TableQuery<PhotoLocation> query = new TableQuery<PhotoLocation>().Where(
        TableQuery.GenerateFilterCondition("Realm", QueryComparisons.Equal, realm));

    var results = table.ExecuteQuery(query);

    if (results.Count() > 0)
    {
        locations = results.ToList();
    }

    return locations;
}

Our remote event receiver will then use our StorageRepository class to save a new record every time the ItemAdded remote event receiver fires.

private void HandleItemAdded(SPRemoteEventProperties properties)
{
    System.Diagnostics.Trace.WriteLine("Handle Item Added");

    string realm = TokenHelper.GetRealmFromTargetUrl(new Uri(properties.ItemEventProperties.WebUrl));
    var p = properties.ItemEventProperties;

    //Add code to save to storage here
    PhotoLocation location = new PhotoLocation(realm)
    {
        ListId = p.ListId,
        ListItemId = p.ListItemId,
        WebURL = p.WebUrl
    };

    string connectionString = CloudConfigurationManager.GetSetting("paasdemo");
    StorageRepository repo = new StorageRepository(connectionString);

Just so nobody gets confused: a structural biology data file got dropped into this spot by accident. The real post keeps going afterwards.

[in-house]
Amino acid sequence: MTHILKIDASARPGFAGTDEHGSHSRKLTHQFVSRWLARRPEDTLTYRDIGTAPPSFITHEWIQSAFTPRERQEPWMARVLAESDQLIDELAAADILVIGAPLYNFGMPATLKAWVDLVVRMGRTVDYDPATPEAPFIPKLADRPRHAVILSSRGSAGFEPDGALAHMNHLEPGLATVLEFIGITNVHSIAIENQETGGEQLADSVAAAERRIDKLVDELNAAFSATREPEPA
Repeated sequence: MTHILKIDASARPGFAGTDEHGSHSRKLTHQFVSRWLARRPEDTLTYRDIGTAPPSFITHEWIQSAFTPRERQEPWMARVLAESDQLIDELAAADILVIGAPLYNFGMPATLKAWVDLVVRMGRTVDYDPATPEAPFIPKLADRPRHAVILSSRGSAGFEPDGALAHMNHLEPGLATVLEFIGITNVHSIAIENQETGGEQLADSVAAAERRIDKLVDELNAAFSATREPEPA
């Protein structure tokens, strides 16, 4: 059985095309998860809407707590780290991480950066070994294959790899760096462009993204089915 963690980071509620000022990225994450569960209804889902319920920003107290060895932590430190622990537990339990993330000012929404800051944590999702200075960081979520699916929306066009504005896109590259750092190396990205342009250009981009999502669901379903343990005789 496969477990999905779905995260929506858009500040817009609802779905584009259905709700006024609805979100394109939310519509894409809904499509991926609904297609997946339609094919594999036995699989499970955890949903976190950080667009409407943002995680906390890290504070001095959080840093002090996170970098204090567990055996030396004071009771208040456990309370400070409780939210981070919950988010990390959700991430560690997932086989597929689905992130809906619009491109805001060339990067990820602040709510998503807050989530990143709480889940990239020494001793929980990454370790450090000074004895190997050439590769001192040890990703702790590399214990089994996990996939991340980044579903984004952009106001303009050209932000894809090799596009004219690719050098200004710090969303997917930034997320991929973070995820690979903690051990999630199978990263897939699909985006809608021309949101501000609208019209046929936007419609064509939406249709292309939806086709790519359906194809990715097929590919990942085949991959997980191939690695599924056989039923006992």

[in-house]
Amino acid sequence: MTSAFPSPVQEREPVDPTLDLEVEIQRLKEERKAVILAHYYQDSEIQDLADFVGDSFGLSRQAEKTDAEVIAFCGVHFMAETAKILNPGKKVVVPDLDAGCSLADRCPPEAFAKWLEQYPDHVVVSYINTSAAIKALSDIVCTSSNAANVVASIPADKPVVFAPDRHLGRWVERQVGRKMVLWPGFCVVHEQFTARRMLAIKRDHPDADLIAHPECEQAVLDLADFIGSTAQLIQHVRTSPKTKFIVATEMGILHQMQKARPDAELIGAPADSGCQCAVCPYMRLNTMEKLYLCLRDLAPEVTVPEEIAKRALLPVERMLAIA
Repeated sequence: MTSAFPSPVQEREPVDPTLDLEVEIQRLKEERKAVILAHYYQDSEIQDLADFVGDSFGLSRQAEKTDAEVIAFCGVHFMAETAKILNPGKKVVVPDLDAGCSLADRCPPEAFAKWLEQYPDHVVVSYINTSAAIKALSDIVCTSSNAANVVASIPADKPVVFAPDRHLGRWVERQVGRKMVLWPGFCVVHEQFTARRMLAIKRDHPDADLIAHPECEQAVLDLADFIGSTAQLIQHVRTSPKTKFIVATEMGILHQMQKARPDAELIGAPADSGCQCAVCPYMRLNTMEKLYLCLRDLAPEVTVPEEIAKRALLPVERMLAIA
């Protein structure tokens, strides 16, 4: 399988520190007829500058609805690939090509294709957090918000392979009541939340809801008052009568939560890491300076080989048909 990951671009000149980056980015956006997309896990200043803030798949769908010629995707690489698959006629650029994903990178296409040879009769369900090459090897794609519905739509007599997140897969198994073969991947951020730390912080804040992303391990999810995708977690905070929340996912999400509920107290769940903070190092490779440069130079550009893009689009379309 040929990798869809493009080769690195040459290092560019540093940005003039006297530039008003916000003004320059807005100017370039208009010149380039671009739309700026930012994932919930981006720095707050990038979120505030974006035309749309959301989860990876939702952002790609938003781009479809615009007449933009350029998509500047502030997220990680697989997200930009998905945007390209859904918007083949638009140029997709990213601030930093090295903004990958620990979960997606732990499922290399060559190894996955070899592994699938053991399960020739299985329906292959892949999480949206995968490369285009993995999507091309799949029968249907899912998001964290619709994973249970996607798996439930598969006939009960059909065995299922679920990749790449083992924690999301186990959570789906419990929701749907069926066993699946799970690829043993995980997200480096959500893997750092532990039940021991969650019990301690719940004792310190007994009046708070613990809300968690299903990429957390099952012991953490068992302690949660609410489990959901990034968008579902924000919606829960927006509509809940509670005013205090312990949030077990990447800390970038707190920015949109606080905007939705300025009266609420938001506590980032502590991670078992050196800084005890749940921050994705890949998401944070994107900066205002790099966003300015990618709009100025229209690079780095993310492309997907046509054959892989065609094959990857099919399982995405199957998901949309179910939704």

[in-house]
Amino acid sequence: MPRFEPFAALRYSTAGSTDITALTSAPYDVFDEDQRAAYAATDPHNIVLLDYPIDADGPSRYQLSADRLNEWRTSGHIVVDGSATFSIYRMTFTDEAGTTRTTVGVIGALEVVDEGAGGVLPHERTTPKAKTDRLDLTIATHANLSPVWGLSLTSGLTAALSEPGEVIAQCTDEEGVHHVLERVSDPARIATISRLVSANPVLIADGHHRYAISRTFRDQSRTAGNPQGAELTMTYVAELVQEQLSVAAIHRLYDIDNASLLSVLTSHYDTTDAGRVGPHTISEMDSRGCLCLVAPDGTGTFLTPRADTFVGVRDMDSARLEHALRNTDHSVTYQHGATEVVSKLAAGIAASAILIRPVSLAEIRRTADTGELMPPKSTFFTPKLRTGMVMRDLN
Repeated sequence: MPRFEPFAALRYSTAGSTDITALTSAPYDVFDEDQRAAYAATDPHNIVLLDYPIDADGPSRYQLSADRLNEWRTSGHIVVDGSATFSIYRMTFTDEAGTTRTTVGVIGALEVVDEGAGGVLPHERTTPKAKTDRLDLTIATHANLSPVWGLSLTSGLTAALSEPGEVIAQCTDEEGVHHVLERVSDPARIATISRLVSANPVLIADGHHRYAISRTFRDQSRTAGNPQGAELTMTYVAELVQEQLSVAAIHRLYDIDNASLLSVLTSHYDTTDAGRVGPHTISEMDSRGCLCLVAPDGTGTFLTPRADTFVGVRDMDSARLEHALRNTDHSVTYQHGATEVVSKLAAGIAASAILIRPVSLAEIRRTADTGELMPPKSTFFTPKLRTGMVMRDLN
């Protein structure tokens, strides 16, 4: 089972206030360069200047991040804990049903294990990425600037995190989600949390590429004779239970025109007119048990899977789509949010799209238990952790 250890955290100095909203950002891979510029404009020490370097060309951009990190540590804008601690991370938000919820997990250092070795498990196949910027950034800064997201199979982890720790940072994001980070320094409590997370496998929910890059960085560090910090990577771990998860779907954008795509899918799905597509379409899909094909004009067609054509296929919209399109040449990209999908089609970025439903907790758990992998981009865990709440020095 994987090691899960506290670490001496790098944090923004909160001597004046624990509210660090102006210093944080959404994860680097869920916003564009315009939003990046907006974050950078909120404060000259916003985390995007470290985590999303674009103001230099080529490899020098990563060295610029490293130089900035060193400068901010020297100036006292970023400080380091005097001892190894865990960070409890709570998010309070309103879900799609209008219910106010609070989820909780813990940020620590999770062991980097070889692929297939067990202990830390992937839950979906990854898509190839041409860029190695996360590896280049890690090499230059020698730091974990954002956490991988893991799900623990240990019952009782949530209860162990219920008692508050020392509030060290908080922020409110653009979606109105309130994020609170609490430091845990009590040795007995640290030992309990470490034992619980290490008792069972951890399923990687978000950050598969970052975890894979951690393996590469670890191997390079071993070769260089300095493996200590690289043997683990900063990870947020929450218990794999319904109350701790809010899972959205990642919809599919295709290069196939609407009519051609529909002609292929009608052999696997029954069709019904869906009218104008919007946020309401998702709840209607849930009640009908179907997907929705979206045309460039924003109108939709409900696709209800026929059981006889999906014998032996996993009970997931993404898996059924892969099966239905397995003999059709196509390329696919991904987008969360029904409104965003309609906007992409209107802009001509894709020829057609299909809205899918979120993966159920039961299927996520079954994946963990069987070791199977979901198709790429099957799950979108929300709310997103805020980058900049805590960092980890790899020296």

repo.SavePhotoLocation(location);

We can then use the same library from our HomeController class, using the controller to query the data to be displayed on the page.

public ActionResult Index()
{
    System.Diagnostics.Trace.WriteLine("In the Index action");
    var spContext = SharePointContextProvider.Current.GetSharePointContext(HttpContext);
    string realm = TokenHelper.GetRealmFromTargetUrl(spContext.SPHostUrl);
    ViewBag.HostUrl = spContext.SPHostUrl;

            
    //Add code for viewing storage here
    string connectionString = CloudConfigurationManager.GetSetting("paasdemo");
    StorageRepository repo = new StorageRepository(connectionString);
    var model = repo.GetLocationsForTenant(realm);
            
    return View(model);
}

The controller is returning the model, so we need to update the View.  I’ve already done this in the same, I’m just showing you how I did this.  I deleted the Index.cshtml view that Visual Studio generates, then right-click the Home folder and choose Add/View.  Give it the name Index, change the template to List, and change the Model class to the PhotoLocation class.

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I then updated the link to see Details for the item.

        <td>            
            @Html.ActionLink("Details", "Details", new {  id=item.RowKey  })